This Uruguayan Molosser-type breed’s history is difficult to trace. However, it’s suspected this breed descends from dogs brought to Uruguay by Spanish and Portuguese conquerers. Today, the Cimarron Uruguayo is typically used as a guard dog. They’re rare in the United States, but there is growing interest in the breed due to their loyal, alert temperaments and protective instincts.
Illustration courtesy of the Swedish Kennel Club
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The Cimarrón Uruguayo is the mascot of the Uruguayan National Army because they are a historically courageous breed.
This molosser type dog which hails from Uruguay (as the name might suggest) has origins steeped in some mystery. It is said that the Cimarrón Uruguayo descended from dogs brought along by the conquistadors, which were then abandoned, adapted to living in the wild, and became numerous. In the eighteenth century, ranchers began to respect this tenacious, short-coated guardian dog and began to capture and tame them.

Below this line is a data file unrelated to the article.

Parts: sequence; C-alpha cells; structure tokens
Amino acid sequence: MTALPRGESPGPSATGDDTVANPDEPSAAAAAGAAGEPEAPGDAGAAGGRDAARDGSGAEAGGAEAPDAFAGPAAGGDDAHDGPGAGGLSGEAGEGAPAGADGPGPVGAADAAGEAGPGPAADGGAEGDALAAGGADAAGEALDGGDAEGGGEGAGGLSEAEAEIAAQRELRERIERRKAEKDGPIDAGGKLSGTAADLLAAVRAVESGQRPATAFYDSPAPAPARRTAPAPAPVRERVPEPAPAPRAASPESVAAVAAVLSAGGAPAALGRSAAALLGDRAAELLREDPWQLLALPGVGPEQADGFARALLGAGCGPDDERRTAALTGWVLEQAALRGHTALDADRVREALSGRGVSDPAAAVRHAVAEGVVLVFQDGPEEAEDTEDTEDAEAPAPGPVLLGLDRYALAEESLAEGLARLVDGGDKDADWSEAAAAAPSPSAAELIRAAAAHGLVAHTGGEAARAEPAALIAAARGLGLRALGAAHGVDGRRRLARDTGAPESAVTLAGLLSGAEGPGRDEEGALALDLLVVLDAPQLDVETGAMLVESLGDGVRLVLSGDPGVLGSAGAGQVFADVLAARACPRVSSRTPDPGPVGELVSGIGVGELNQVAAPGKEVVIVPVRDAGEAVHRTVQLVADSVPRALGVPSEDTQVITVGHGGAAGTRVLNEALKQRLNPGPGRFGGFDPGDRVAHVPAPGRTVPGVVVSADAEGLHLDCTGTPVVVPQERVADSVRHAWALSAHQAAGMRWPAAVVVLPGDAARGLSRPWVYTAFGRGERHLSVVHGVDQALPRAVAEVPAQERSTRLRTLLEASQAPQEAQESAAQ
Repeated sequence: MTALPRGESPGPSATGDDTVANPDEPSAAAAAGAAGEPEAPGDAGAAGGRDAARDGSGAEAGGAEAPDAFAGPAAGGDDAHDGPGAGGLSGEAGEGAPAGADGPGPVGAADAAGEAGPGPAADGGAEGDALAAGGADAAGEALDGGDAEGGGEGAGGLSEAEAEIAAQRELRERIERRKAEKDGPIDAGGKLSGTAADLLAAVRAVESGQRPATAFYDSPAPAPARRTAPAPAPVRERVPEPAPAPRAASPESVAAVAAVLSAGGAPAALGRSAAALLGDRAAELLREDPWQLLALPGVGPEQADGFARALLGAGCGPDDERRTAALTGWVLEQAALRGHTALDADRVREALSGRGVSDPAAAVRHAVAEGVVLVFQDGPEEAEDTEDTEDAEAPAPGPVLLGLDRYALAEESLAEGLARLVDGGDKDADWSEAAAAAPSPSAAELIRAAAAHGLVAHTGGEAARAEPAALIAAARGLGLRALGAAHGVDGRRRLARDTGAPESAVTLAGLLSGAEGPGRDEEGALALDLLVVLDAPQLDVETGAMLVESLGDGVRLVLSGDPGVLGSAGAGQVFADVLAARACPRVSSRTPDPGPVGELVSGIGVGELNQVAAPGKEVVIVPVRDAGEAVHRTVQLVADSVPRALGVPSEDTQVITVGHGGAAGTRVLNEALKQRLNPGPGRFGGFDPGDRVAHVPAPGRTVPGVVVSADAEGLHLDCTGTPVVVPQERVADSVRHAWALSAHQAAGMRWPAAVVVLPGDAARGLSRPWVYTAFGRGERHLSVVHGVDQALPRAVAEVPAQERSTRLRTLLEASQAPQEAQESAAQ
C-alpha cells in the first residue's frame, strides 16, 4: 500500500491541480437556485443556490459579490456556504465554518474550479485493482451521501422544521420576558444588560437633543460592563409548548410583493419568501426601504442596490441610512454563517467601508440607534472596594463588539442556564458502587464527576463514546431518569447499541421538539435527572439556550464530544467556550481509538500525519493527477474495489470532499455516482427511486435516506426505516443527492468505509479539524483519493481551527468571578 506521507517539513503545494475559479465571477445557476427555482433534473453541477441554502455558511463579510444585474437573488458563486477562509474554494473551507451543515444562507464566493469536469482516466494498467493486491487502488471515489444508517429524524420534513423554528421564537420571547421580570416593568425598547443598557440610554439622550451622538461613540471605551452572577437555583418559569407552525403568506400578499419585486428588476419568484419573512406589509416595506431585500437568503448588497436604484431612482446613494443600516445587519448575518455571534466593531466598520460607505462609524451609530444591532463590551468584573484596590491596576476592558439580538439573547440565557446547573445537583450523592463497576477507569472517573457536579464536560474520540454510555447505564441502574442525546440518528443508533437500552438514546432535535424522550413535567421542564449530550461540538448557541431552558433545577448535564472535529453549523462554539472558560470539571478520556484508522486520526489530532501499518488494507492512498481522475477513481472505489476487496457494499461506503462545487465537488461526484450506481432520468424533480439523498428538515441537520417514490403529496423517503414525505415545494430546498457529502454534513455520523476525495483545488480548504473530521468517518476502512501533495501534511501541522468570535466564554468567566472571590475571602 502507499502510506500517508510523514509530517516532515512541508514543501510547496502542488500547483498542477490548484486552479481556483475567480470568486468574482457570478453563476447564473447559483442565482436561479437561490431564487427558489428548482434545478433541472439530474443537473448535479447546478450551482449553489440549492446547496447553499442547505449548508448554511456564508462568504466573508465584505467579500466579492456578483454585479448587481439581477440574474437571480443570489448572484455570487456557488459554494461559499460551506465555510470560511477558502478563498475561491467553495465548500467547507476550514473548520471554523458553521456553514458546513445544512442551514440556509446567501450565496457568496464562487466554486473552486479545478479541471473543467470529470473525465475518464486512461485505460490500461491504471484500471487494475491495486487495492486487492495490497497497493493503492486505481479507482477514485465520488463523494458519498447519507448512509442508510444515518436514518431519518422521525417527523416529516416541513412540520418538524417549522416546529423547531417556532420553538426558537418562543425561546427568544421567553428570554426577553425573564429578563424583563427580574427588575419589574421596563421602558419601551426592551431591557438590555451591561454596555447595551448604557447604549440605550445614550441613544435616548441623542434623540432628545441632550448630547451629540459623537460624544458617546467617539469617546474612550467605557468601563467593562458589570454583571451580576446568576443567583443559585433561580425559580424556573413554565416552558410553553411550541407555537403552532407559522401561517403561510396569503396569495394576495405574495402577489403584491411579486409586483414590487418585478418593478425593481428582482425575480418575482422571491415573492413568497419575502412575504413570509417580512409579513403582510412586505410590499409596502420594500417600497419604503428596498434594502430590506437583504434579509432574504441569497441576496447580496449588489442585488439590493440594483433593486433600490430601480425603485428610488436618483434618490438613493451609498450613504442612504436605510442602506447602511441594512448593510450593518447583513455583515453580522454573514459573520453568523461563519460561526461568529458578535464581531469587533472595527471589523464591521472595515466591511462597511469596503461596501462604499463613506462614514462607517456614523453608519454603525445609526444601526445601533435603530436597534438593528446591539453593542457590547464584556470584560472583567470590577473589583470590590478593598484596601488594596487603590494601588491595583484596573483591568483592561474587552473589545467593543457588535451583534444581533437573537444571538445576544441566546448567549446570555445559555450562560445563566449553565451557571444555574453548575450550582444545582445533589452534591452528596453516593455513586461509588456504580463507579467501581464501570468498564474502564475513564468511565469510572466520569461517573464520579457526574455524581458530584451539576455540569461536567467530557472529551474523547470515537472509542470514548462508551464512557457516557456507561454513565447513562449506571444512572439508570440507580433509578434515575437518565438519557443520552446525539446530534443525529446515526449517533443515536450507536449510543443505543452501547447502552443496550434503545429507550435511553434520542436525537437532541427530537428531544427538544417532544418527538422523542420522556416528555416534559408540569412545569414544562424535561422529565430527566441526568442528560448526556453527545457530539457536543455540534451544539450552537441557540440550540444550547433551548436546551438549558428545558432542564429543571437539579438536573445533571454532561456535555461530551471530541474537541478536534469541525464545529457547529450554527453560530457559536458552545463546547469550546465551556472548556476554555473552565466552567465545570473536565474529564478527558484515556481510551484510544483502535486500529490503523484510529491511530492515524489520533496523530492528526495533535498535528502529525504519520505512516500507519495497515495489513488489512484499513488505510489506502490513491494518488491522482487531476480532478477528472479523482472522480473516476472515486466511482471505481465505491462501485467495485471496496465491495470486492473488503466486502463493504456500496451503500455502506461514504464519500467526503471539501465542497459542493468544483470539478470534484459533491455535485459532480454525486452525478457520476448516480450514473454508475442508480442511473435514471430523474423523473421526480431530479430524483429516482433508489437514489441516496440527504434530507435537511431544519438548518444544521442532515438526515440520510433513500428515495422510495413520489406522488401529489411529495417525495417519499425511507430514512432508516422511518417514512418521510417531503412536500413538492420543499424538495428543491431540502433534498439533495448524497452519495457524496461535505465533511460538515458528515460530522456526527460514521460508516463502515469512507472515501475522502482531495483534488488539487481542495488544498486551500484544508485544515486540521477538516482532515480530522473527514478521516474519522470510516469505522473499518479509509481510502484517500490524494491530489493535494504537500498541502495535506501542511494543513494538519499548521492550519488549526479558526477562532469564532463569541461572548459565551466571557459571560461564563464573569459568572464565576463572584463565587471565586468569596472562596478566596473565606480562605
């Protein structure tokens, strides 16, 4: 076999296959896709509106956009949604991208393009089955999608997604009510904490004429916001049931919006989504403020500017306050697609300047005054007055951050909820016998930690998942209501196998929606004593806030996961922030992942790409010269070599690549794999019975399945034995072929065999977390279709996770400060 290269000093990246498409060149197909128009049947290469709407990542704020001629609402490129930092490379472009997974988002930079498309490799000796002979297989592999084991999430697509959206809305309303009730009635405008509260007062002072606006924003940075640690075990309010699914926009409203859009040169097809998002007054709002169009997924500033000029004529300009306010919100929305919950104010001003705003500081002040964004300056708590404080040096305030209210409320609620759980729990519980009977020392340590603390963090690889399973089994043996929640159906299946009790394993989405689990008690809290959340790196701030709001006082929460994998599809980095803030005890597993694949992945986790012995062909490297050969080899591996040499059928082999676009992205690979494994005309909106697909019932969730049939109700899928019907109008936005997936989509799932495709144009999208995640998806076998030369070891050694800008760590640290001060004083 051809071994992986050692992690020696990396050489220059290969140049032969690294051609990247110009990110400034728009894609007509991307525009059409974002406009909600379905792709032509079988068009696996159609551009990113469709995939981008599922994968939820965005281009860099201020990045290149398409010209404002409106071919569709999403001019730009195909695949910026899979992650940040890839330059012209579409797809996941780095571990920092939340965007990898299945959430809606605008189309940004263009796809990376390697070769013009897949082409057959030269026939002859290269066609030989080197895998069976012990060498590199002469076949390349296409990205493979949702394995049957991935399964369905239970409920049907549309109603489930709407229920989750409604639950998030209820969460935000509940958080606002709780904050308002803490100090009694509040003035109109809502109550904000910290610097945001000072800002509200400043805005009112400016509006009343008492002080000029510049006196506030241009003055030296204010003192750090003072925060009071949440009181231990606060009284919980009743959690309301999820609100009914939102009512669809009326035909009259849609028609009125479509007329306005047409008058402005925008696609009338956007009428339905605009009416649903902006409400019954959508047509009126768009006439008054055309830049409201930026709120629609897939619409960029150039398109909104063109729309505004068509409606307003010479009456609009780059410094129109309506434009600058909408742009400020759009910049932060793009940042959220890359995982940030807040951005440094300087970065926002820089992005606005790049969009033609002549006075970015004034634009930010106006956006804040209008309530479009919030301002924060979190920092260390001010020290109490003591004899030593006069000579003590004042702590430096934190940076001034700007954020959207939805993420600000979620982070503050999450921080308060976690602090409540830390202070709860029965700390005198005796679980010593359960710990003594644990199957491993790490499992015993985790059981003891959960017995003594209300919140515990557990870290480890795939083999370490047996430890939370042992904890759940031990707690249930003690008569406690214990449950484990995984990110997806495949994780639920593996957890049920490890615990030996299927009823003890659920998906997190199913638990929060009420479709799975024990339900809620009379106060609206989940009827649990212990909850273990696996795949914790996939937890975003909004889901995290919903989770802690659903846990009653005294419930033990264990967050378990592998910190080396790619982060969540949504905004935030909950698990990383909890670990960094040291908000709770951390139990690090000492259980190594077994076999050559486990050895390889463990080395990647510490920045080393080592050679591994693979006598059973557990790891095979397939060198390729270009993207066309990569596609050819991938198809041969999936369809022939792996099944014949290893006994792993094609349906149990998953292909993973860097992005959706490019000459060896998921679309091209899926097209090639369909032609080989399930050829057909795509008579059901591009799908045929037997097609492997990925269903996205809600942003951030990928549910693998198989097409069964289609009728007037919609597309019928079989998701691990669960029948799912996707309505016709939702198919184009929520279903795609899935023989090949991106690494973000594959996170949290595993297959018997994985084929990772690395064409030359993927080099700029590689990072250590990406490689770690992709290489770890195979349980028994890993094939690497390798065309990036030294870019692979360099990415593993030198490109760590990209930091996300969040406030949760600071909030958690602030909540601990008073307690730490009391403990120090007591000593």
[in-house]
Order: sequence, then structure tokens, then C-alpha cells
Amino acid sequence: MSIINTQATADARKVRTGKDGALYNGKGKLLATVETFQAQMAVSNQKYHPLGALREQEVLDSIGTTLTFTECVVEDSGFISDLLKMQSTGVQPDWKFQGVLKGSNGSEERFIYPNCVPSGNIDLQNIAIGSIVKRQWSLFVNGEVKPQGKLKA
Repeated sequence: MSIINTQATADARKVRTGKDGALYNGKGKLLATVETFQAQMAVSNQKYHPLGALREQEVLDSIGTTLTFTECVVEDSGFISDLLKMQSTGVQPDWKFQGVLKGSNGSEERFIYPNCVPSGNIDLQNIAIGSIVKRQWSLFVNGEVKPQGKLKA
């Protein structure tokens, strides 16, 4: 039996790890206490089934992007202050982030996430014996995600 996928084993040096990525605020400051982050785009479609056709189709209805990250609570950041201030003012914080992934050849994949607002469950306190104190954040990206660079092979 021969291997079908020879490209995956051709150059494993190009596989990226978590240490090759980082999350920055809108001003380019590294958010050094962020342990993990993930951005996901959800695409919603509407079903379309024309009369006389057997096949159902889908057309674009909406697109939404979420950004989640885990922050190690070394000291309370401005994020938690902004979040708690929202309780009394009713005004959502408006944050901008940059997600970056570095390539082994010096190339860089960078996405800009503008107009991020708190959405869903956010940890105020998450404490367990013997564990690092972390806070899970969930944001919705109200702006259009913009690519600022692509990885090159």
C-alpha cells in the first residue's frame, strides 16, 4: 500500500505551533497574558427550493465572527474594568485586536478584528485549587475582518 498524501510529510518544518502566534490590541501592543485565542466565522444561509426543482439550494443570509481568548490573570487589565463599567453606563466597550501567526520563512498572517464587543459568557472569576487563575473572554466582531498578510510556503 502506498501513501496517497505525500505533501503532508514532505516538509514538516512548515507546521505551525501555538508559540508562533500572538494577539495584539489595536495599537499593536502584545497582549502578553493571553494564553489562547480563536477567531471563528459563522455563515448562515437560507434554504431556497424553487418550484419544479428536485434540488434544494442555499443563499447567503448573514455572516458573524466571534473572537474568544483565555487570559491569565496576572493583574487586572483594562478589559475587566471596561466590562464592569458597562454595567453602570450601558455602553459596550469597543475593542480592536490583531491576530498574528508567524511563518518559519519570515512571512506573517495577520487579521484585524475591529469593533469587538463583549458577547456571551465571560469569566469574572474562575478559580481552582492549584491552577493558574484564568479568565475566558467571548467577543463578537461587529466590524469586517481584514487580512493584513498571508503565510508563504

A relatively large dog who is not for the novice owner nor the faint of heart, the Cimarrón Uruguayo is fiercely devoted and courageous; they have a thirst for competition. With regards to grooming, they require little effort (though known to shed). With alert, amber eyes, pointed ears, and a lithe build, they will be happiest with plenty of space for physical activity. As a hunting breed, their prey drive is strong, and they should not be brought into a home with small pets or children unless they have been extremely well-socialized as a puppy. A loyal companion for the adventurous and active, if you are willing to take on a dog who is strong-willed but loving, the Cimarrón Uruguayo will fit well in your household!